Commom Icons and Settings

Light Meter by Lisa K. Berton

Regardless of whether you shoot film or digitaly, point and shoot cameras have simplified features. In an effort to help you take better pictures and to stear folks away from only using the Auto mode, settings such as Portrait, Sports, and Landscape can be selected with the touch of a button or spin of the wheel.

You’ll also find some of the same settings on SLRs no matter if they’re digital or 35mm.

Features have grown immensely in digital cameras but the same thinking and design still appllies. Icons serve as the easy way to tell the camera what tyoe of photo you want to take without manually set the shutterspeed, aperature/f-stop or film speed. While not every camera on the market would allow you change the aperature and such, more and more do.

The most commonly found modes are:

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Portrait – When your subject such as your child has stopped moving and you want a head and shoulders shot. The camera may automatically turn on face detection to help it focus on his/her face. The camera adjusts the aperature so the background is out of focus and the person is sharp. It will also set the ISO (film speed) and shutterspeed according to the amount of light it reads.

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Sports – Outdoor, daylight sporting events benefit from this mode. The camera knows that your shooting something that’s moving quickly such as someone running bases or chasing a ball. Your camera will increase the shutterspeed in an attempt to freeze the action. The aperature and ISO selected will again depend upon the lighting situation.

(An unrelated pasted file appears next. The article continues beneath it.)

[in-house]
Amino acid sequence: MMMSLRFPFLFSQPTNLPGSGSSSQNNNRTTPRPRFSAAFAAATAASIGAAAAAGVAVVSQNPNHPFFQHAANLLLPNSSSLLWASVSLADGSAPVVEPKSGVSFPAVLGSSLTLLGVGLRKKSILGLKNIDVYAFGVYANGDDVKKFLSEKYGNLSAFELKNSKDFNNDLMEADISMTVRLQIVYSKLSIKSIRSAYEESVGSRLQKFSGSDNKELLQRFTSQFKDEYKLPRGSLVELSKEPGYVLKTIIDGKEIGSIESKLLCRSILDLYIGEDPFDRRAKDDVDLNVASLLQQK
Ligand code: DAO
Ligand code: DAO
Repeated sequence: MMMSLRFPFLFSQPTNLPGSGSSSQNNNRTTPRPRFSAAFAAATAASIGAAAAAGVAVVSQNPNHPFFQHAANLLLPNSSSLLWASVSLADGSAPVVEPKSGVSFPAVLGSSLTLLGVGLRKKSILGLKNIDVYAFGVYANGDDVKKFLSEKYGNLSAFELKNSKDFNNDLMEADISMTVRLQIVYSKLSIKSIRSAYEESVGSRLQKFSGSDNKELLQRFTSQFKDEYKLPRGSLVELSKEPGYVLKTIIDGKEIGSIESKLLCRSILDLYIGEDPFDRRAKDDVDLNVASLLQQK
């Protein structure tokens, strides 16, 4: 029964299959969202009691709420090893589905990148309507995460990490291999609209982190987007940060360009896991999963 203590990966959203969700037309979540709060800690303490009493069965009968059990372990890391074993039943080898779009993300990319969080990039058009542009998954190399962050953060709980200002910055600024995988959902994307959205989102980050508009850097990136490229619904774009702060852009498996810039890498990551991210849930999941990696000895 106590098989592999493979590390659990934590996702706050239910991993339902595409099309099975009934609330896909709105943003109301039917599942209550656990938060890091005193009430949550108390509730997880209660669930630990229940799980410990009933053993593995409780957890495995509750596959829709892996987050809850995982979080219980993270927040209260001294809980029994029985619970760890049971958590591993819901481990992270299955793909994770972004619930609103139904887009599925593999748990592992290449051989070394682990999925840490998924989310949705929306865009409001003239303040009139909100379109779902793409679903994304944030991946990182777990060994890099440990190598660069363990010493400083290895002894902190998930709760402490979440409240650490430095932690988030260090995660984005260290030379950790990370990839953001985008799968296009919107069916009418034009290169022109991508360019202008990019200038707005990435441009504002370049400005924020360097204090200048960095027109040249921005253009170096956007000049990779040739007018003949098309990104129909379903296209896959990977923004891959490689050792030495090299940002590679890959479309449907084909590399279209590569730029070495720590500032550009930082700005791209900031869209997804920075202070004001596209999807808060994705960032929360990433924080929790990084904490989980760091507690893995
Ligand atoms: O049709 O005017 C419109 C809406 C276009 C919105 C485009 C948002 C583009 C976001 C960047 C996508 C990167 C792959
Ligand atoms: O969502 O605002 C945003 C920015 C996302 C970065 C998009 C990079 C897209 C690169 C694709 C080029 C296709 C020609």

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Landscape – General scenic images will come out better by using this setting. Here, the camera will after the aperature by closing it down to make the entire image focused. Once again, lighting dictates ISO and shutterspeed.

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Closeup/Macro – Use this setting when photographing things that are small and detailed such as flowers, jewelry, inscriptions, coins, etc… Each camera lens has a set distance it can be from what you’re photographing. It’s not necessary to memorize it as your camera simply won’t focus if it’s too close.

Next week I’ll go over the vast array of settings and icons found only on today’s digital cameras.

Icons © Nikon. Used for educational purposes.

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